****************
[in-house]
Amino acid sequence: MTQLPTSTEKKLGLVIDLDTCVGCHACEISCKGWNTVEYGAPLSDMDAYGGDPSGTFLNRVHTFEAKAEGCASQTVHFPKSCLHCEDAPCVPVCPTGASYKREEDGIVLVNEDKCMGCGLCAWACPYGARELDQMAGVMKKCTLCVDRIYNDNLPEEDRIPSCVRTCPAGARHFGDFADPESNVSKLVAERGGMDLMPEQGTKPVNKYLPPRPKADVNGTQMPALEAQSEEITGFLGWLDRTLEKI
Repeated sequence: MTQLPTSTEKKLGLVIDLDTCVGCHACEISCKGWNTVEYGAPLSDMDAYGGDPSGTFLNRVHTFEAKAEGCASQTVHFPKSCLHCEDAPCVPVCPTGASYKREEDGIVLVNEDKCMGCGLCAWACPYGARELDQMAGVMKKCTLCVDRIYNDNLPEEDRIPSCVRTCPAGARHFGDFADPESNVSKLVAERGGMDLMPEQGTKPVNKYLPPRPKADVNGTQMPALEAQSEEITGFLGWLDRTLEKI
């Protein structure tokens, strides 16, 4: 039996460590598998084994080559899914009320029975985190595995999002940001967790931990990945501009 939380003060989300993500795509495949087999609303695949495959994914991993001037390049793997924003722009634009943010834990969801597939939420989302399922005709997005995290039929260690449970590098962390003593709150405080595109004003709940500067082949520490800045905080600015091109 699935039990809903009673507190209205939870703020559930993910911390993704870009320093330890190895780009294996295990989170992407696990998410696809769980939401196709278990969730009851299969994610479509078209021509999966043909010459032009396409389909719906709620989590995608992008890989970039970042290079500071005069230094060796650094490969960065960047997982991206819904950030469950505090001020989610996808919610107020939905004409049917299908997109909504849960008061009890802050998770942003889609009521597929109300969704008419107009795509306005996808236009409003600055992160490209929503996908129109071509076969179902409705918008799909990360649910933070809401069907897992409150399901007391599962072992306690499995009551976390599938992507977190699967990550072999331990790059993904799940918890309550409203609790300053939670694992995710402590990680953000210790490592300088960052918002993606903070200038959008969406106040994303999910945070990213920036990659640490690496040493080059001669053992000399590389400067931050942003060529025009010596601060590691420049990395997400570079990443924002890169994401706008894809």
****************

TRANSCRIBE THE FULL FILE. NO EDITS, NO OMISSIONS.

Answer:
[in-house]
Amino acid sequence: MTQLPTSTEKKLGLVIDLDTCVGCHACEISCKGWNTVEYGAPLSDMDAYGGDPSGTFLNRVHTFEAKAEGCASQTVHFPKSCLHCEDAPCVPVCPTGASYKREEDGIVLVNEDKCMGCGLCAWACPYGARELDQMAGVMKKCTLCVDRIYNDNLPEEDRIPSCVRTCPAGARHFGDFADPESNVSKLVAERGGMDLMPEQGTKPVNKYLPPRPKADVNGTQMPALEAQSEEITGFLGWLDRTLEKI
Repeated sequence: MTQLPTSTEKKLGLVIDLDTCVGCHACEISCKGWNTVEYGAPLSDMDAYGGDPSGTFLNRVHTFEAKAEGCASQTVHFPKSCLHCEDAPCVPVCPTGASYKREEDGIVLVNEDKCMGCGLCAWACPYGARELDQMAGVMKKCTLCVDRIYNDNLPEEDRIPSCVRTCPAGARHFGDFADPESNVSKLVAERGGMDLMPEQGTKPVNKYLPPRPKADVNGTQMPALEAQSEEITGFLGWLDRTLEKI
């Protein structure tokens, strides 16, 4: 039996460590598998084994080559899914009320029975985190595995999002940001967790931990990945501009 939380003060989300993500795509495949087999609303695949495959994914991993001037390049793997924003722009634009943010834990969801597939939420989302399922005709997005995290039929260690449970590098962390003593709150405080595109004003709940500067082949520490800045905080600015091109 699935039990809903009673507190209205939870703020559930993910911390993704870009320093330890190895780009294996295990989170992407696990998410696809769980939401196709278990969730009851299969994610479509078209021509999966043909010459032009396409389909719906709620989590995608992008890989970039970042290079500071005069230094060796650094490969960065960047997982991206819904950030469950505090001020989610996808919610107020939905004409049917299908997109909504849960008061009890802050998770942003889609009521597929109300969704008419107009795509306005996808236009409003600055992160490209929503996908129109071509076969179902409705918008799909990360649910933070809401069907897992409150399901007391599962072992306690499995009551976390599938992507977190699967990550072999331990790059993904799940918890309550409203609790300053939670694992995710402590990680953000210790490592300088960052918002993606903070200038959008969406106040994303999910945070990213920036990659640490690496040493080059001669053992000399590389400067931050942003060529025009010596601060590691420049990395997400570079990443924002890169994401706008894809």